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The Cambridge Star Atlas Spiral-bound – 27 Jan 2011
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'An easy to use book, clear, from an authoritative expert, not to be missed. Perhaps the ideal reference for all beginner or proficient observer in both amateur and professional capacity.' Ciel et Terre
'… ideal for both beginning astronomers and more experienced observers worldwide. … This new edition features a clearer map of the Moon's surface, showing craters and features; a second Moon map, mirror-reversed for users of telescopes with star diagonals; enhanced index charts showing the constellations more clearly; and a new data table listing starts hosting planetary systems. It is now spiral bound, making it ideal for use at the telescope.' Spaceflight
'The fourth edition of The Cambridge Star Atlas continues in the tradition of its predecessors in that the star charts are well drawn and clearly labelled. However this new edition also includes some new features not seen in previous editions. Including, a number of large scale charts showing the distribution of the Messier as well as a key to the main charts.' Astronomy Now
'The real beauty of this book is that the format for the main chart pages is so user friendly! First, the charts tend to cover fairly large sections of sky, and they tend to present ONLY targets that are what I would call 'excellent' targets. By this I mean that these charts tend to focus on the brighter targets in the sky. To me, the BEST part is that on the page across from each chart is a set of tables [that] identify the best Variables, Doubles, Open Clusters, Planetary Nebulae, Nebulae, and Galaxies that appear on the chart! It is a wonderful observing companion for just about any level of observer.' Ed Moreno, AstroMart.com
'… should prove popular with a wide readership.' The Observatory
This classic star atlas is ideal for both beginning astronomers and more experienced observers worldwide. As well as showing the stars, clusters and galaxies visible with binoculars or a small telescope, this fourth edition contains a new Moon map and enhanced charts.See all Product description
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As much as the "star walk" app for the ipad is great in navigating the sky, this book has helpful guides and takes a step by step approach to the maps, getting into more and more detail each time. This explains how to use the maps and get the most out of the information in them. I often sit with both the book and the ipad planning out a night's observations.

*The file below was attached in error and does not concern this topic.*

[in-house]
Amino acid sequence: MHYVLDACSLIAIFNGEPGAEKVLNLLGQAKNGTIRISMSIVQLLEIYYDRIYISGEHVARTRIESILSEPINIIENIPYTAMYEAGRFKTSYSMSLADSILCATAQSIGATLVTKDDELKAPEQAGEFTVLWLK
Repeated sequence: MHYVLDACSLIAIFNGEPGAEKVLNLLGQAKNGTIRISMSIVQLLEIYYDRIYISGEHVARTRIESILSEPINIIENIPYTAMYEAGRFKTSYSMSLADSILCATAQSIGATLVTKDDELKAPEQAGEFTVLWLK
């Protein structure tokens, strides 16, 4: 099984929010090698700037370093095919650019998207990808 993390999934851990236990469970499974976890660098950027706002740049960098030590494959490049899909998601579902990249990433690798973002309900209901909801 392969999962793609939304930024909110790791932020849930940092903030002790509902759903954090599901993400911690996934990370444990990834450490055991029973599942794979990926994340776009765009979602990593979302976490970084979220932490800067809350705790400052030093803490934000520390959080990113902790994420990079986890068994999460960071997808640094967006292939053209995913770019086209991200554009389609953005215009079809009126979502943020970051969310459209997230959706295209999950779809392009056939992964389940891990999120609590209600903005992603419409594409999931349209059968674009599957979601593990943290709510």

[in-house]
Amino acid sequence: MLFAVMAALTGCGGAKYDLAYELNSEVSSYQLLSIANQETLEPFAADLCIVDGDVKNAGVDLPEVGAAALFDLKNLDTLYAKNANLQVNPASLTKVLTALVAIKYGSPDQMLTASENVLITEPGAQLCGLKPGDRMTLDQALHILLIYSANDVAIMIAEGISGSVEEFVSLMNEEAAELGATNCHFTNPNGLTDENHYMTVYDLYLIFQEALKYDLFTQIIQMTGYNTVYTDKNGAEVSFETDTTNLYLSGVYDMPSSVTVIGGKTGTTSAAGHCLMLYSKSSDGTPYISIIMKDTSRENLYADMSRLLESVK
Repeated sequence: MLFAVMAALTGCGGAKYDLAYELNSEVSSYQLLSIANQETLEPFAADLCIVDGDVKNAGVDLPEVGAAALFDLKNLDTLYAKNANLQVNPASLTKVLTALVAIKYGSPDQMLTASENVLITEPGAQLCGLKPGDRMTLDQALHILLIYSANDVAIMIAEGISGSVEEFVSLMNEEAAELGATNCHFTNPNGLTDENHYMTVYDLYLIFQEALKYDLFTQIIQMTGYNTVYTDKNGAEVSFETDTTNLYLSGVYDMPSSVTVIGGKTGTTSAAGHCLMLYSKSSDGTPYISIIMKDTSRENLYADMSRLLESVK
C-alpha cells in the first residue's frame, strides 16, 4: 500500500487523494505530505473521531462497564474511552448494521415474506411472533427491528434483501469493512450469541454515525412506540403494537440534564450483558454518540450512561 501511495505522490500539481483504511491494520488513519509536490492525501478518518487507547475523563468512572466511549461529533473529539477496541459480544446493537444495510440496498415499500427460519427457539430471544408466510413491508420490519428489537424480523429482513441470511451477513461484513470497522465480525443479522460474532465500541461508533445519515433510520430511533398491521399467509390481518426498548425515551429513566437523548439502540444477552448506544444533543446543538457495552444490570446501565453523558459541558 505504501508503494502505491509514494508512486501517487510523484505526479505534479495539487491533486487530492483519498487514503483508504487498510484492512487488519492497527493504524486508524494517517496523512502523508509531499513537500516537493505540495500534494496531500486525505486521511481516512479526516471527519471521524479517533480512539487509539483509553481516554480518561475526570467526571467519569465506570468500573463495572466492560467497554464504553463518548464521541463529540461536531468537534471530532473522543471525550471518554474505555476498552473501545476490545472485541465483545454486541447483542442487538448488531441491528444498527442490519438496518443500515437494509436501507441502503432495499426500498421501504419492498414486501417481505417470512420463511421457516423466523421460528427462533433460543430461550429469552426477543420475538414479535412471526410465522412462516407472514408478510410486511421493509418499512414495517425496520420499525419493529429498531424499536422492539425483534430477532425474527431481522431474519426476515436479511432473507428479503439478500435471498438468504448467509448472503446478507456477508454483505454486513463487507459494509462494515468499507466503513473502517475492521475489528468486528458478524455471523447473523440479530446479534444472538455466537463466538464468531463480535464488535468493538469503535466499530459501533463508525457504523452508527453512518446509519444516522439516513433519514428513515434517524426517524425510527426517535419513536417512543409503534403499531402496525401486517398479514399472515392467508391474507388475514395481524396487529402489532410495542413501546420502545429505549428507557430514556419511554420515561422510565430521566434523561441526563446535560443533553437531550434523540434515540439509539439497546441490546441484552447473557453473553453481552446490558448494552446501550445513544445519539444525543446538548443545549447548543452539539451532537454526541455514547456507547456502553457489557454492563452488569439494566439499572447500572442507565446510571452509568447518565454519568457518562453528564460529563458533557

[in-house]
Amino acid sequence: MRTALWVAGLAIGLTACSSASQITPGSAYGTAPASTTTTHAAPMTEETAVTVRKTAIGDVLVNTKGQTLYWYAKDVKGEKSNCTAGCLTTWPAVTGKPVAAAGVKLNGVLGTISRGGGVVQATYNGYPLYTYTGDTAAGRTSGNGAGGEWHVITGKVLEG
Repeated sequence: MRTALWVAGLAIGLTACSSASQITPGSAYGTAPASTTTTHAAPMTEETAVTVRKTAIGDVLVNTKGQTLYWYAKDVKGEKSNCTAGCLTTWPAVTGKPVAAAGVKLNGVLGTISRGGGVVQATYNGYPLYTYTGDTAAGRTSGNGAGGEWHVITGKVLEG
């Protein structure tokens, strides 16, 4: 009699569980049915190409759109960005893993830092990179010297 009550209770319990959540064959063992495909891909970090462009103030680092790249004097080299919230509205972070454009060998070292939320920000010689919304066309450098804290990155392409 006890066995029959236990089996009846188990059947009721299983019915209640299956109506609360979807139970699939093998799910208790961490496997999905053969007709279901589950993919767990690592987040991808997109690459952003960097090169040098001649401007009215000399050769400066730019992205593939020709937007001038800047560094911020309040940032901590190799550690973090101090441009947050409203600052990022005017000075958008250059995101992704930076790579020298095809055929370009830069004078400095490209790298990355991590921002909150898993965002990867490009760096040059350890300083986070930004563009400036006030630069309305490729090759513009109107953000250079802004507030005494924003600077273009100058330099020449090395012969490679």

The book is robust enough to be taken outside and leafed through rapidly (aided by the ring type spine) and can be read easy enough in red light.
The mirrored map of the moon is also really useful, though it would be even better if this was larger (a fold out map style?) or broken down into more detailed regions like the star maps themselves.
Another real bonus is to see the large nebula and other dso's actually to scale. This will make it easier for me to spot faint objects (as I missed andromeda by thinking it was smaller than it was). Ring binding is great and if course the stats that accompany each chart are what I was after. For instance the Messier index includes the magnitudes of all the objects which is handy. Good use of colors on the chats so you intuitively know if objects are clusters, nebula, etc.
There isn't too much text, which is a bonus, and mainly focuses on the charts. The colour charts are amazing, clear and full of detail and done in such a way that anyone can pick it up and view them. My particular favourite is the detailed map of the moon naming all of the craters.
If you are more than just an amateur or are using a more than standard telescope than perhaps this book does not do enough detail however, for a beginner it is fantastic.
As a note, the book is spiral bound so that it can be folded back for easy viewing when outside. It is also not over 'thick', probably adding to the benefit of carrying it around outside.
There is a useful overlap between charts but you should be aware that clusters etc shown on the map are only described when they fall within the defined confines of that chart, ie if they are towards the edge you will have to refer to a different chart to get the information. This can be a bit of a pain if your constellation of interest stretches over the boundary.
There are also seasonal maps and maps of the Moon, orientated to both naked eye/binocular and telescope viewing. (But it's the star charts that I like.)
I am reluctant to take my atlas outside with me so the best plan is probably to laminate a copy of the area of sky you plan to explore (for your personal use only, of course).
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